With the release of version 22.11, the conda team is pleased to announce the implementation of a new conda plugin API! This feature will give contributors more freedom to extend conda’s functionality without needing to merge code into the core codebase.
What is a plugin?
A “plugin” is a customization or extra feature that is compatible with and discoverable by a particular piece of software. It is not part of the default codebase, nor is it necessarily distributed as a default part of the software itself.
Specifically in relation to conda, “plugins” refer to possible new functionalities such as custom subcommands, development environment integrations (e.g., shells), dependency solver backends, programming language support, and more!
How are conda plugins implemented?
For the implementation of a plugin system for conda, we used the pluggy Python framework (used by other projects such as pytest, tox, and devpi). Because of how pluggy works, developers can create and utilize conda plugins simply by defining “hooks” and registering their custom plugins under the conda entry point namespace.
If you’d like to learn more about pluggy, please refer to its documentation.
Benefits of a conda Plugin Ecosystem
A conda plugin API enables many benefits and possibilities, including:
Support for packaging-related topics (e.g., virtual packages)
Code editor integrations
Experimental features that are not currently covered by conda
Additional backends to expand functionality of default implementations
… and much more!
Most importantly, a plugin ecosystem will allow contributors across the conda community to develop and share new features, thus bringing about more functionality and focus on the user experience.
Contributing a conda Plugin
As previously mentioned, pluggy provides the ability to extend and modify the behavior of conda via function hooking. This means that anyone can develop a plugin as long as it is discoverable with the use of Python package entry points.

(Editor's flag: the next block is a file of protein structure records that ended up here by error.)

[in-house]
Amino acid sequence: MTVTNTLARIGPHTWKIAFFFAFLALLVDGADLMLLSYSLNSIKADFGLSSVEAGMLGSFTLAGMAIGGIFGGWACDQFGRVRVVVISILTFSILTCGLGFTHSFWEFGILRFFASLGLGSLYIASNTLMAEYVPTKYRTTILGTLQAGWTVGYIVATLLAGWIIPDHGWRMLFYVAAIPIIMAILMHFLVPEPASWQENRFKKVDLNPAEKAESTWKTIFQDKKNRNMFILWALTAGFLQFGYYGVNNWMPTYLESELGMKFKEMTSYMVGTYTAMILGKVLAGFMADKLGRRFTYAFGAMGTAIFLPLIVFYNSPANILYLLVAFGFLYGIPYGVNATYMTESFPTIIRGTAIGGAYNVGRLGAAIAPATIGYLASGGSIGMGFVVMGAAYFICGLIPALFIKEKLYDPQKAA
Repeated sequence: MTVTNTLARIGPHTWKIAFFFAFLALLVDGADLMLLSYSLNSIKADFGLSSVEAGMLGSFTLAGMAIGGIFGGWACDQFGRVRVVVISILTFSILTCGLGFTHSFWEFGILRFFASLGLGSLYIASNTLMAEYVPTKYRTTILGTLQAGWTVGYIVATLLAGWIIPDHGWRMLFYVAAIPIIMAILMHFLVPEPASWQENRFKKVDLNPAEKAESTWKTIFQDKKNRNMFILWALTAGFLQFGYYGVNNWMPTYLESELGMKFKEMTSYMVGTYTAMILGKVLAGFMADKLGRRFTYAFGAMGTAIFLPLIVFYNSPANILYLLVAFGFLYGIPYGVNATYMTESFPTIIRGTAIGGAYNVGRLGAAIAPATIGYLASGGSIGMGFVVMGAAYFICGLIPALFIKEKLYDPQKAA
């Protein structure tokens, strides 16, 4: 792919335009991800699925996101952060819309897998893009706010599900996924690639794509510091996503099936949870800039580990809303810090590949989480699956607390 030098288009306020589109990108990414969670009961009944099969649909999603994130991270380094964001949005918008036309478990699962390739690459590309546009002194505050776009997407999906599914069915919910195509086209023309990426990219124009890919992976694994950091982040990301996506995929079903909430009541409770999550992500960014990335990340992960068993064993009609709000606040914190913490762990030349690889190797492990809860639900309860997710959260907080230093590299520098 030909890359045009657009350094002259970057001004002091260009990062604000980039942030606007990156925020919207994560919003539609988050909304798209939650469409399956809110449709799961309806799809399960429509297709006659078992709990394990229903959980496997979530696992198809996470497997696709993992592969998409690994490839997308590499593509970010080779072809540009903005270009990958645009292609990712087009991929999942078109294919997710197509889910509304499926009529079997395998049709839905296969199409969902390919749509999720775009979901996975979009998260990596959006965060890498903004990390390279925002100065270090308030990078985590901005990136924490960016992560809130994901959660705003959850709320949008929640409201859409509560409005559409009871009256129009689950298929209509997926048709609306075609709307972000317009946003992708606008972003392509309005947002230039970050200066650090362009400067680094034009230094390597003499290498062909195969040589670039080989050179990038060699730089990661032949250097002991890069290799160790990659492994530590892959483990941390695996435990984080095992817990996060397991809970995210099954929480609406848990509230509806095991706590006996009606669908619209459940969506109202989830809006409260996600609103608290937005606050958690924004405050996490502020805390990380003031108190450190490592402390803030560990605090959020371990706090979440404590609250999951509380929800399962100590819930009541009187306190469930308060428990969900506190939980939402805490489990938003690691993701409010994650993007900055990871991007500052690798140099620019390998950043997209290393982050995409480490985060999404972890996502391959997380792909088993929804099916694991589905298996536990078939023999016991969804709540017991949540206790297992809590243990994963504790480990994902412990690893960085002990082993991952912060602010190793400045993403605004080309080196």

Three types of plugin hooks have been initially implemented in the 22.11 release:
Virtual packages: conda users can now develop plugins that provide version identification for properties only known at runtime (e.g. OS information)
Solvers: Alternative solvers can be extended with additional backends with the conda_solvers plugin hook
Subcommands: Provides the ability to extend conda with the conda_subcommands plugin hook
Note: The way that conda plugins will be distributed has not been officially decided yet. Whichever way plugins will end up being distributed, this method will be discussed and voted on via a future Conda Enhancement Proposal (CEP).
Incorporating CEPs in the Plugin Development Process
A CEP-driven process is currently in place so that conda maintainers can work for and with the community more visibly. When evolving the code infrastructure and standards for conda plugins, larger architectural changes (e.g. when they change the status quo) will be accompanied by a formal CEP and will include the following information:
The motivation, rationale, and goals of the proposed plugin-related change
How to extend and/or override existing features
Definition of the scope and level of implementation
Selection of a maintenance strategy
In addition to clarifying each new proposed feature, CEPs also encourage collaboration and discussion from the community. Each CEP requires approval by the majority of the steering council (or their delegates) before the proposed work gets merged, independent of who is contributing the code changes. This is done to ensure stability, take backward compatibility into account, and include community contributions. In effect, proposals will be thoroughly reviewed and discussed before implementation.
When in doubt about whether or not a plugin change/addition will require a CEP, please file an issue in the conda GitHub repository and the conda team will guide you through next steps.
To learn more about the new conda plugin ecosystem, please check out the official developer documentation, which includes API references, as well as the plugin template GitHub repository for information on how to develop a custom subcommand.
About the Author
Bianca Henderson is a software engineer at Anaconda working on conda and related projects. She was previously a developer at Red Hat, mainly focusing on the API/backend portion of AWX (the open-source version of Ansible Tower). Her favorite things to code are command-line interfaces and games.